However, this operation is going to require more than 100 FTE to complete their work. Staff will want to take holidays, be sick, need training, meetings and breaks etc. So how many more staff will our hypothetical operation need to make sure they have enough to complete all their work? 20…? 30…?
The answer depends entirely on their Shrinkage. Finance will often add a notional figure (often 20%) to the base figure. In this case, they’ll give the operation 120 FTE.
But unless their shrinkage is less than 16.6% they will never be able to complete all their work with 120 FTE!
So let’s take a look at the common items that make up Shrinkage:
|Holidays||% of time staff are absent due to holidays|
|Sickness||% of time staff are absent|
|Other Leave||% of time lost to other leave (study, personal etc)|
|Breaks||% of the time given to paid breaks|
|Training||% of time staff spend on training|
|Meetings||% of time staff spend in meetings|
|121’s||% of the time taken for monthly 121 meetings|
|System Downtime||% of time lost to system downtime|
|Special Projects||% of time spent doing special ‘one-off’ work|
|Other||% of time spent doing anything else|
Let’s go back to our example. Our Administration centre doesn’t have very good control over their shrinkage. In fact, they don’t measure shrinkage at all. But we measured it and it turns out their shrinkage is 50%!
So that would mean they need 150 FTE to make sure they can complete their 100 FTE worth of work… right?
Unfortunately not. And this is common mistake organisations make when it comes to calculating shrinkage.
If we have 150 FTE and we take away 50%, we are left with 75 FTE. That’s 25 FTE less than what we need!
So how many FTE do we need if our shrinkage is 50%? The answer is of course 200 FTE. Once we remove 50% from 200 we are left with the 100 FTE we know we need to complete all our Administration activities.
So a shrinkage factor of 50% effectively doubles the amount of staff you’ll need!
The correct way to apply shrinkage to a base staffing need is:
Base Staffing Requirement
(1 – Shrinkage %)
Or in this case:
(1 – 50%)
But with effective control of their shrinkage, our Administration centre was able to reduce their shrinkage by half to 25%. They still require a base of 100 FTE each month to complete all the work that comes in, but now with reduced shrinkage, we can see they will need 133.3 FTE overall. (25% taken away from 133.3 = 100 FTE).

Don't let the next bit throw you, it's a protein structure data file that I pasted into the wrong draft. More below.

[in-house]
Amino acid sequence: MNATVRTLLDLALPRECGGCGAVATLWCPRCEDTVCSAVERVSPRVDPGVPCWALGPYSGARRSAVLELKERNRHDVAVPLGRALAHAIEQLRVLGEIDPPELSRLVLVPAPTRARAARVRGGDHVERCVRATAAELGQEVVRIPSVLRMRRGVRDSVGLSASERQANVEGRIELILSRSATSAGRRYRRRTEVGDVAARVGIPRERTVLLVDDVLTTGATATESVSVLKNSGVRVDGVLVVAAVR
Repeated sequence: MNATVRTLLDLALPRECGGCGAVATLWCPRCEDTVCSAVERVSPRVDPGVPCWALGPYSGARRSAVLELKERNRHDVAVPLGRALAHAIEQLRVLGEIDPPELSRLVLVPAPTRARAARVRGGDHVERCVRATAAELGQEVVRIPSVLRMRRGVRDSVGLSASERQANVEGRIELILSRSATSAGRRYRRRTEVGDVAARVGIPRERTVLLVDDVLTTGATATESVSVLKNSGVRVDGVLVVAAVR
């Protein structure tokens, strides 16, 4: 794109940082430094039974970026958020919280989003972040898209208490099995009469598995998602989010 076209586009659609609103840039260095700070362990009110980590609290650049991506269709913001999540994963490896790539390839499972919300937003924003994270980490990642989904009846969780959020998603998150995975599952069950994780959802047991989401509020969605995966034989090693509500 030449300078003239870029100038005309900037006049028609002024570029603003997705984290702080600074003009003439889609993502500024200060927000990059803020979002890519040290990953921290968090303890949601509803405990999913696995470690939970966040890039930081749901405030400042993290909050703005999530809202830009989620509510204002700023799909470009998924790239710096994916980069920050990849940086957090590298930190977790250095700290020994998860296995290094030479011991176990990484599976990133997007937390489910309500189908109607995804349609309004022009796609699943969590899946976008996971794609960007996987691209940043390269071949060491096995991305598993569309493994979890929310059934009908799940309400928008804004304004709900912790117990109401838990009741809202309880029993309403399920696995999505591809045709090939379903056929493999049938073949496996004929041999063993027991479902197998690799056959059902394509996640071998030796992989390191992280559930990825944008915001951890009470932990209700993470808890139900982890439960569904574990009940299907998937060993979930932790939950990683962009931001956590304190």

That’s a saving of 66.6 FTE just by measuring and more importantly managing their Shrinkage! And this is purely based on a centre that has a need for 100 FTE. What could your operation save by measuring and managing shrinkage effectively?
When calculating how many staff you need to run your operation, it is important that Shrinkage is factored based on reality, not on goals. If you want to run at a shrinkage level of 20% but in reality, your shrinkage is 30%, the result will be a failure to meet service standards, dissatisfied customers, unhappy managers and dissatisfied employees (no one likes failure).
Having said that, it doesn’t mean that you shouldn’t set high-performance targets for your shrinkage. If you don’t target your shrinkage and make it a Key Performance Indicator (KPI) for your managers, it will lose focus and gradually increase.
So what should your shrinkage be? How long is that piece of string again…? Shrinkage is one of those things that is independent of your organisation’s needs, values and requirements. For example, in complex environments, there may be a much larger requirement for training. In fact, it may be you’re in a heavily regulated industry where you need to provide a minimum volume of training for staff each month. Or perhaps your employers are generous and provide more holiday entitlements than the average employer.
If your statutory holiday requirements are more or less than 4 weeks, this figure should be adjusted accordingly. Your operation may not give employees paid breaks, in which case, this should be excluded. As mentioned above, your training requirements may greatly differ from the average given in the previous table. Your own circumstances must be taken into account when setting shrinkage targets.
However, it is our experience that a high performing operation (with an average environment) should be able to achieve the following:
So how should we target Shrinkage so that we can be sure it’s in control and not creating a strain on our staffing budget? There are 2 approaches to targeting shrinkage and both have their advantages and disadvantages.
Flat Target Approach
With this approach, the annual target is established and then that target is set for each month.
However, work has a terrible habit of coming in at different volumes each month. The staff we require to complete work changes each month. So there are times when we need less staff and times when we need more.
In this chart, the operation missed their shrinkage target 5 out of 12 months, however, their annual shrinkage performance was right on target at 24%.
Did it hurt the operation that some months were higher and some months lower? Perhaps not, especially if the peaks and troughs were aligned to the incoming workloads.
The advantage of this approach is that everyone knows what they are aiming for 24% is consistent each month, the goalposts are not constantly shifting.
Moving Target Approach
With this approach, the annual target is established and then amortised across the year based on forecasted need.
The target changes each month, but performance is more consistent. Notice that the performance is the same as the previous chart, but in this case they only missed 1 out of 12 months’ targets
There is more to managing shrinkage than this white paper describes. To learn more, contact Lean Consulting today.
You can download this whitepaper as a PDF “Managing shrinkage in an operational environment”
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